US composer wins court battle of work that orchestra stopped playing

In April 2004, at then-Avery Fisher Hall, the conductor took a bow in the middle of a long, new work by Nathan Currier and led the soloists off stage after a union representative signalled that the orchestra, the Brooklyn Philharmonic, were going into overtime.

The incident provoked litigation from the composer, in which he is now claiming victory. A settlement has been reached giving Currier the rights to a recording of his Gaian Variations.

 

‘I suspect many in my field are bemused as to why I bothered pursuing this so long,’ says Currier. ‘It certainly isn’t from litigiousness, vanity, anger or the like: it’s just what got me to write the piece in the first place, or to put in personal funds when the organizations involved didn’t raise the money, and that is that the material behind the work is beautiful, but also utterly obligatory, if you want your grandchildren to have lives on planet Earth.’

You may read more of his account here.

 

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  • This composer is as long-winded verbally as he apparently is musically. Why would a relatively unknown composer write something which is so long that it potentially puts musicians on overtime? What an ego.

    So this guy may be legallly right, but who the hell wants to play his music? What a rightious bore.

    • sort of like that guy Mahler and his 2-hour long symphonies? Or that Dick Wagner guy and his week-long operas?

      • Oh, come on. 1. Mahler didn’t write anything nearly this long & 2. Wagner was a well-established composer within substantial govt. support (& funding) when he premiered
        his lengthy operas.

        Now on top of everything this guy thinks he is the equal of Mahler & Wagner? Oh, brother. This is becoming an instruction guide in how an unknown composer can alienate his potential audiences as well as any musicians assigned to play his pieces. He can take that to court all he wants and it won’t change. Digging his own grave very quickly here.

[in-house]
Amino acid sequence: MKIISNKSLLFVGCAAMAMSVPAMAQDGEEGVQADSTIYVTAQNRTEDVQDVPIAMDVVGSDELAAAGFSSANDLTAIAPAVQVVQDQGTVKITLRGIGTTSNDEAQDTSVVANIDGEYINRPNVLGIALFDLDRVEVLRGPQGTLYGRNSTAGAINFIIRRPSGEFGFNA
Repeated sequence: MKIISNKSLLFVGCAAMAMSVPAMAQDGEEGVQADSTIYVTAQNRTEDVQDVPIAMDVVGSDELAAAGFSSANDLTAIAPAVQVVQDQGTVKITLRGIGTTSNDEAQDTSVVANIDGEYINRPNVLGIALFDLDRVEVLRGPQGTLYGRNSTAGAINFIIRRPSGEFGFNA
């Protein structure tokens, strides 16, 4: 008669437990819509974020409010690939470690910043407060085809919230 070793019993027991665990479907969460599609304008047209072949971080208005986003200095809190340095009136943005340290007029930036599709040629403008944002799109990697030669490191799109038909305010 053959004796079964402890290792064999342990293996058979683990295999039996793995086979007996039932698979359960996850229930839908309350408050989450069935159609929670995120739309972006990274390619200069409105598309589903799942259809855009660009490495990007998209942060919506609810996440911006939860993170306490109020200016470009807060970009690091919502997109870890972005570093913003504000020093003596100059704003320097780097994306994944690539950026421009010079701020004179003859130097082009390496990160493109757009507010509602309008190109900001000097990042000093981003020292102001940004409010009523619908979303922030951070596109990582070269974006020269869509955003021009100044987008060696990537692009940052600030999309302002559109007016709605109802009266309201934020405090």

• (a) Boringness is not a barrier to performance. Ask anybody who’s a non-fan of Wagner, or Bruckner, or Mahler, or the Bach Passions, or, or, or… And the man may be a long-winded, self-righteous bore, but among composers that does not make him special.

      (b) It’s weird that the orchestra, realizing the length of the piece, didn’t arrange their program accordingly — e.g. program an intermission, or put a limit on the pre-concert talkety-talk, or take the costs of overtime into consideration, or even make cuts in the piece — and instead just ended it partway through on the grounds of being out of time.

  • I presume the work was rehearsed before the concert and the length noted, so how did it get to the performance without resolving this obvious problem in advance?

    There is no “2-hour long” Mahler symphony and opera companies typically reach agreement regarding hours and pay *before* the performance starts.

  • Good one! It probably isn’t. Courts can rule but I really wonder how this composer is going to actually win anything. Especially since it sounds like he’s destroyed any good will between him, management and especially the musicians.

  • I was tempted to side with the composer until I read the premise of this bloviated work. Would that all lib tropes experience such a demise.

  • It would be great if there was a link to somewhere that could explain this story coherently. How did the performance mishap come about to begin with? Did they forget to rehearse the piece? And then what exactly is the damage suffered by the composer? What was he suing for? What did his contract say? What does the partial recording have to do with the performance mishap? Are they unrelated issues? This is clearly a somewhat complicated story and it would be great to know what’s actually happening.

  • I don’t really understand the basis of the legal action. Surely he can’t sue them for only playing part of his musical composition. Unless he had hired them to play his music, how did he “win”.

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